The comprehensive planning of Heliopolis provided space for all levels of society and, in fact, the town drew a widely diverse population.  Historian Ilbert describes the character of the population:

Viewed demographically, the general composition of the new town shows that, on the whole, the population represented was typically Egyptian right from the start. At least half of the inhabitants were local including, in 1925, 20 per cent Europeans (in particular Italians and Greeks) and a large number of Levantines (about 30 per cent).  However, from the standpoint of religions represented, the figures obtained in no way compare with those of the Egyptian average (the Christian element, for example, being greatly over-represented).

Socially, Heliopolis was always stamped with the image of the ruling class. The large numbers of Egyptian officials were due at least in part to the difficulties encountered by the Company between 1907 and 1911, when the two-oasis project had to be abandoned, and which resulted in accommodations being offered to the government at very low prices in order to fill the new buildings. But this setback was once more the promise of success, marking the transformation of a tourist city into a real town. In addition, the design of Heliopolis with its variety of buildings attracted Egyptians of all classes and the often considerable financing opportunities made available enabled purchasers to find in Heliopolis what they could not find elsewhere.

Thus it was that the new town came to be used as a stepping stone by the new bourgeoisie, an important factor to be considered since it partly explains the success achieved by Empain among the new middle classes in Egypt during the 1920s. To move to Heliopolis meant, in a way, integration into a new western pattern of living without, however, "going over the border" into an excessively homogeneous, completely foreign quarter. The slightly affected architecture of the town - oriental even if in pseudo-taste - projected the image of a "modern" type of town but, nonetheless, "Egyptian" in character.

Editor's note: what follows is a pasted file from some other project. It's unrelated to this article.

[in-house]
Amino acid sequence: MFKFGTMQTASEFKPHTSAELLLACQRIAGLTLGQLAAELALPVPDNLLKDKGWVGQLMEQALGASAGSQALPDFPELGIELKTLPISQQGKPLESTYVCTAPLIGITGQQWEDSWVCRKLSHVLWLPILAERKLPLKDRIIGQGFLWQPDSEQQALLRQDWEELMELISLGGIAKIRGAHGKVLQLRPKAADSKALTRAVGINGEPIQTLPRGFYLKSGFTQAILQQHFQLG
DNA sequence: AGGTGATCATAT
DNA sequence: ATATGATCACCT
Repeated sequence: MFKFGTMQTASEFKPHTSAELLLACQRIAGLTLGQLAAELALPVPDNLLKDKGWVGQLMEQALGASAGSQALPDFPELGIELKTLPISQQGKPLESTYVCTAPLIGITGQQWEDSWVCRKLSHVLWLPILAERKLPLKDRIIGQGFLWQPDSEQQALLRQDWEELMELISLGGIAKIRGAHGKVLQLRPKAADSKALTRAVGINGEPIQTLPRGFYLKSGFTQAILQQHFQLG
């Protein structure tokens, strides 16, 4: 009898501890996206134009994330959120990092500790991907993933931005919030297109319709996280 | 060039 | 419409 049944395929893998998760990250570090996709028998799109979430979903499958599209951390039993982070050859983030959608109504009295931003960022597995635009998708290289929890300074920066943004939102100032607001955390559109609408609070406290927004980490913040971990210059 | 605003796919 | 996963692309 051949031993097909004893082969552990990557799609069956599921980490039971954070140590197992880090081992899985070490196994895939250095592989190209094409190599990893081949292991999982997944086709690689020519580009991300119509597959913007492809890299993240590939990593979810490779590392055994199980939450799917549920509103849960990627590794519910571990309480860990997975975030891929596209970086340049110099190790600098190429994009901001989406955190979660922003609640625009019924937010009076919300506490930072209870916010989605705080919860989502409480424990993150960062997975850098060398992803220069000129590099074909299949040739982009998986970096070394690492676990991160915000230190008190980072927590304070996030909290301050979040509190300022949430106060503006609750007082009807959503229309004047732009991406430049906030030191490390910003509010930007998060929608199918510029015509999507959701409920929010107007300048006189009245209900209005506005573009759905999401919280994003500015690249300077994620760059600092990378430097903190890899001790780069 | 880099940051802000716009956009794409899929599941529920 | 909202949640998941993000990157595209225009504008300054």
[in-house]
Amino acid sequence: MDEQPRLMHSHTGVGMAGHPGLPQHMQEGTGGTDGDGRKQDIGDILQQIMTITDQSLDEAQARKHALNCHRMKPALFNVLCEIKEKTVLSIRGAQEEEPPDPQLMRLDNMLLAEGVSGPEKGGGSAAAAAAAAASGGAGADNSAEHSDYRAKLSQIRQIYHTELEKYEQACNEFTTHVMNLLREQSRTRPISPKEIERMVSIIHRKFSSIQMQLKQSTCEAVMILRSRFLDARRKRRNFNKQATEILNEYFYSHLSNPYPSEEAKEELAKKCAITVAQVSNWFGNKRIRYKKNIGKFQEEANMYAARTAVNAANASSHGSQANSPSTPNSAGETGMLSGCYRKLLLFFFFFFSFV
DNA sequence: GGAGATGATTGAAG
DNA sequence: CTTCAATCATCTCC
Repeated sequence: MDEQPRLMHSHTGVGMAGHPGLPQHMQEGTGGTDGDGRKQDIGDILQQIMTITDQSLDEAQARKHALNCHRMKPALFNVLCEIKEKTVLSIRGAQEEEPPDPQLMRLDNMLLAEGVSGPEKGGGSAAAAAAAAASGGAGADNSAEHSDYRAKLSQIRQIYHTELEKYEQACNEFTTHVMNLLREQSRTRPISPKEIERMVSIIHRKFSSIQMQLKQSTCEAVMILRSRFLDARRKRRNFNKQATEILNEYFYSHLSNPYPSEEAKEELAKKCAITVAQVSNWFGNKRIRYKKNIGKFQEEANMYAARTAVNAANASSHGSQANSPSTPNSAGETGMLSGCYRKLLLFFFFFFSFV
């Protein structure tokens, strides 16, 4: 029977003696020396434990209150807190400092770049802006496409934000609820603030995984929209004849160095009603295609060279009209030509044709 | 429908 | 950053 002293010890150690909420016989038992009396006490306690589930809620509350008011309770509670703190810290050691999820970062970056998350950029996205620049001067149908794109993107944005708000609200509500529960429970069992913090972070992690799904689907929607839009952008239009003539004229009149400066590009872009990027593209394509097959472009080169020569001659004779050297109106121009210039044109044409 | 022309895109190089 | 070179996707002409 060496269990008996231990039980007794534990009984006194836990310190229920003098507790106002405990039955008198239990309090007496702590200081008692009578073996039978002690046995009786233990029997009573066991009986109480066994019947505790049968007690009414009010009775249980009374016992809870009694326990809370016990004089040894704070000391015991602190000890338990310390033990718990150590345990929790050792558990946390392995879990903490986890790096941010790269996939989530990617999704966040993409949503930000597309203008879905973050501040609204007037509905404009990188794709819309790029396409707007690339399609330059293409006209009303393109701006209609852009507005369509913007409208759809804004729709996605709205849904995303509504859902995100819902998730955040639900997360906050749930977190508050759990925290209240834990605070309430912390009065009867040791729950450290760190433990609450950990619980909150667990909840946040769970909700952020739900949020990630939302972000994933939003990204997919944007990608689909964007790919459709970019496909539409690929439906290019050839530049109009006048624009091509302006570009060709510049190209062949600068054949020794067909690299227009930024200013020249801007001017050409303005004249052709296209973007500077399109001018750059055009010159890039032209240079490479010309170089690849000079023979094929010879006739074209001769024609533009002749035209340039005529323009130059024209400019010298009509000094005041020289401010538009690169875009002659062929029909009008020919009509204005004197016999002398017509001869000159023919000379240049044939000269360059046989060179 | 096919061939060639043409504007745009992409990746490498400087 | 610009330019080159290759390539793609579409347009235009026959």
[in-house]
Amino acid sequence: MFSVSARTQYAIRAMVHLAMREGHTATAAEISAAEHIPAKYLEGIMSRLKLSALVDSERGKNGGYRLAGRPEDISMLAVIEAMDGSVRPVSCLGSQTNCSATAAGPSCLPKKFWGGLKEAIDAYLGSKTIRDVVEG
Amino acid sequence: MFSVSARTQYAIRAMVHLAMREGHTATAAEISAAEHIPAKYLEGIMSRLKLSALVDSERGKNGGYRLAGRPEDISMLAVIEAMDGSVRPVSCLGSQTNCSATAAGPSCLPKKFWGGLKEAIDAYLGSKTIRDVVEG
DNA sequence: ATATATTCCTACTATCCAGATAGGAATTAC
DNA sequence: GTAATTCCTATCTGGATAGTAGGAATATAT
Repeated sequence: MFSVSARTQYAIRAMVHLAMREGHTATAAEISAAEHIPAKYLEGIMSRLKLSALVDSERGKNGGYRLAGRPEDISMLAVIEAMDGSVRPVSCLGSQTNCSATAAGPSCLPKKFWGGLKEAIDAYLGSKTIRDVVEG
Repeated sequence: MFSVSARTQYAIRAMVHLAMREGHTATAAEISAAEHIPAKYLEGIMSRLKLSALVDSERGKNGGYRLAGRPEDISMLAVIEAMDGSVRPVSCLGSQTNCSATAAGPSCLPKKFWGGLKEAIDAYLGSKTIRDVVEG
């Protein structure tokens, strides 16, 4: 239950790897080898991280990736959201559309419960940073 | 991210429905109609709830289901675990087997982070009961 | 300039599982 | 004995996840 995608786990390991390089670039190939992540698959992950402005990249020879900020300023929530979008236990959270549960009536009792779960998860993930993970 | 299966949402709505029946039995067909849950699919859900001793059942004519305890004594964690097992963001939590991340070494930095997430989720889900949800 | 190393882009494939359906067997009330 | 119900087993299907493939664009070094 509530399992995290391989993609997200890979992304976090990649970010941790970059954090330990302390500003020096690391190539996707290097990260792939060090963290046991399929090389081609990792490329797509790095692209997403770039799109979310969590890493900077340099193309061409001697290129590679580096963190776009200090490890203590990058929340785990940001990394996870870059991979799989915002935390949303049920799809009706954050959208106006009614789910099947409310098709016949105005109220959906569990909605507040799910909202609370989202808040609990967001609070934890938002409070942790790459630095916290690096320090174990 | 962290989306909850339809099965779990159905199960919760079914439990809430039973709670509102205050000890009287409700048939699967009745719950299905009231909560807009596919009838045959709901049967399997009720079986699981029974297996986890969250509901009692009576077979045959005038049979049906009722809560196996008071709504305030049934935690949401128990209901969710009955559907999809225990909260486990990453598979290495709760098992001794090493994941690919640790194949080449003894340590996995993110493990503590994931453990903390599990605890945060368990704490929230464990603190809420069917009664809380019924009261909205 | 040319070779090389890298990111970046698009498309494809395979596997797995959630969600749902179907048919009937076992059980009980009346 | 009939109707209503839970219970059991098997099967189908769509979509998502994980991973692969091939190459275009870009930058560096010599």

A few buildings that were part major parts of the Heliopolis project deserve mention:




The Heliopolis Palace Hotel deserves special attention and you can find that in this 1998 article from the Cairo Times



There is also a page of the original architect's drawings for the Baron's palace, "Villa Hindoue," among the exhibits.



For those of us who purchased tickets to the rooftop, there is one last stairway, and it is a gem.


BarronEmpain-108    BarronEmpain-144

Of course, the view from the rooftop is spectacular.


Details in that picture are easily missed.  For example, there is a streetcar, the Baron's ticket to success, just across the street.  That building in the foreground is the Hussein Kamel Palace - now an innovation hub.  In the distance, continuing down the street on the left side, is the dome of the Heliopolis Basilica.  Missing from the photo, off to the left side at the same distance as the basilica is the Palace Hotel, now one of the Egyptian Presidental palaces.  


There are numerous interesting architectural details on the rooftop.  Click on any of the pictures below to go to my Empain Palace Flickr album and browse more of the details.

 BarronEmpain-114    BarronEmpain-116

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We didn't begin to see enough of the area surrounding the Baron's palace.  The modern suburb of Heliopolis and the nearby ancient obelisk will be a high priority on our list of sites to explore next year when we return.  By that time, I hope to put my hands on a copy of this book published by American University in Cairo.